Yesterday I wrote a post about our first steps into the mobile web. Today I will look at what I had to do to make it happen.
Learning about the principles
The first step was to think about the principles behind mobile web design. I am well versed in the principles behind desktop web design, but mobile is a different ball game. The focus is even more strongly centred on a streamlined approach — less is more.
The only other thing I really knew is that there are no easy answers. I had to do my research.
The first question to ask myself was, is a three year old book about mobile web design still relevant? Gareth let me borrow this book, and while parts of it feel out of date, there is still plenty of insight to chew over. It is particularly useful when thinking about older or non-‘smart’ mobile devices. There is a tendency nowadays for articles about mobile to be heavily focussed on iPhone and Android. While this book does feature the iPhone, it is much more about the wider principles of mobile web design.
I also found it useful to take a look at Patrick Lauke’s slides about the mobile web, which he delivered at IWMW. These are more up-to-date, and it was useful to refresh my memory about what I had learnt.
There are three major approaches to tackling mobile:
- Do nothing and hope for the best.
- Create a separate mobile site.
- Adapt what already exists.
Option 3 was the only one really open to us. This option requires compromises to be made. It probably also leads to the largest file sizes. But it is easier, and if you use web standards and code your website well, it should work well enough on a mobile device.
The first step was to create a stylesheet optimised for mobile devices. A decision was taken early on to focus on the current generation of browsers, as mSaint is designed primarily for smartphones. Mobile Safari, Android and Opera Mini and Mobile all ignore stylesheets with the attribute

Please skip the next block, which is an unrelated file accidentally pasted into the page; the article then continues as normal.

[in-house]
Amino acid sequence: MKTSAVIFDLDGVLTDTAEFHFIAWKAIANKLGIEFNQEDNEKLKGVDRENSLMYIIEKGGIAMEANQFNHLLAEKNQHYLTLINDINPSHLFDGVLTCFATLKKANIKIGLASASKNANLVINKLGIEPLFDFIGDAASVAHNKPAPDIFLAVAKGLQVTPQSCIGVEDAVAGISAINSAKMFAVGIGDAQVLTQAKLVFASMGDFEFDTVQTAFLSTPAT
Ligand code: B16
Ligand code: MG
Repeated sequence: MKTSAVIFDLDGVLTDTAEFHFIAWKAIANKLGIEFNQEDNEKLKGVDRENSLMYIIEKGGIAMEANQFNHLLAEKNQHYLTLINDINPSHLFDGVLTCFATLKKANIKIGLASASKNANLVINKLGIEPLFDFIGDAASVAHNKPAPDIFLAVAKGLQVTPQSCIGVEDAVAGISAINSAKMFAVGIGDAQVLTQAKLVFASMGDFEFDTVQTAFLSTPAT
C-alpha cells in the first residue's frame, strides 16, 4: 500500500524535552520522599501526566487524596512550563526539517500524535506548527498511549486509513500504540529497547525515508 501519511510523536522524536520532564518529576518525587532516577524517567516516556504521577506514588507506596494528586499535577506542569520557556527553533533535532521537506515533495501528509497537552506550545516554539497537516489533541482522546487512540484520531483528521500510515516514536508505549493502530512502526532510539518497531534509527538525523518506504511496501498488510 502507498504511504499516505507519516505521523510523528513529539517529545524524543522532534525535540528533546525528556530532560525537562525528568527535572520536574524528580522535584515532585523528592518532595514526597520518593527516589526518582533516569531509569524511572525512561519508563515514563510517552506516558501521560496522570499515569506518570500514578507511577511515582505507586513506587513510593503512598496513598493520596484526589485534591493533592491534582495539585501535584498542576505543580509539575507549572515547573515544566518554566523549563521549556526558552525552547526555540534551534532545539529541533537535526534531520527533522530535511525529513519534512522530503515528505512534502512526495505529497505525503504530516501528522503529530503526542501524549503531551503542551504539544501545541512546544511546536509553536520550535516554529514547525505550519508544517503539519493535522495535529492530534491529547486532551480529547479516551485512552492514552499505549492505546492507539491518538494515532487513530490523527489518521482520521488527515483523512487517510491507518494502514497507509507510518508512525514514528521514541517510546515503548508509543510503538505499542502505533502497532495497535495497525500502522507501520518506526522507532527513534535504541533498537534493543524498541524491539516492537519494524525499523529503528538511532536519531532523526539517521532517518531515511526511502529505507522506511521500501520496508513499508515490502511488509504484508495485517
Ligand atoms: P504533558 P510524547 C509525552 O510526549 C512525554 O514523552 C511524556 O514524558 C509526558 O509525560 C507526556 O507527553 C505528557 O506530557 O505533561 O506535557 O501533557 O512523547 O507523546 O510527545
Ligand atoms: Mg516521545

media="handheld". Modern mobile browsers like to think of themselves as a cut above that sort of thing. They try to render a webpage more or less as you would expect it to on a desktop.
(Handheld stylesheets have always been shakily supported anyway. I have created one nonetheless as a fallback for any mobile browsers that prefer to deliver a webpage in this way.)
But accepting that modern mobile browsers will render the desktop version was not an option in this case. The technique around this is to use CSS3 media queries, which allow us to dictate which stylesheet is used based on the width of the device or browser window. Perfect for adapting content for mobile!
There is a good tutorial on how to use media queries. Guess which browser doesn’t quite like it? Internet Explorer’s issues were the source of some of the biggest puzzles I faced. But since I figured out how to make IE play nicely, it has worked well.
So that it integrates well with mSaint, we have removed a lot of the devices that you find on a standard University webpage. The header, main navigation, left hand navigation and footer have all gone. Basically, everything except the content has gone. Thank goodness for
Much of the rest of the stylesheet has been lifted straight from the existing stylesheets. So it should look and feel pretty familiar to regular users of the University website. The other major change I made was to lay out all of the content so that it sits in one mobile-sized column. So any items that appear in the right hand sidebar on the desktop version of the Student Handbook will appear beneath the main content on the mobile version.
When deciding on the ideal width of the column, I settled on a maximum width of 480px. This is the width of an iPhone in landscape mode. But I did not just make this decision with iPhone goggles on. Looking at standard screen resolutions for mobile devices (QVGA, HVGA, VGA and WVGA), 480px is the dimension that comes up the most.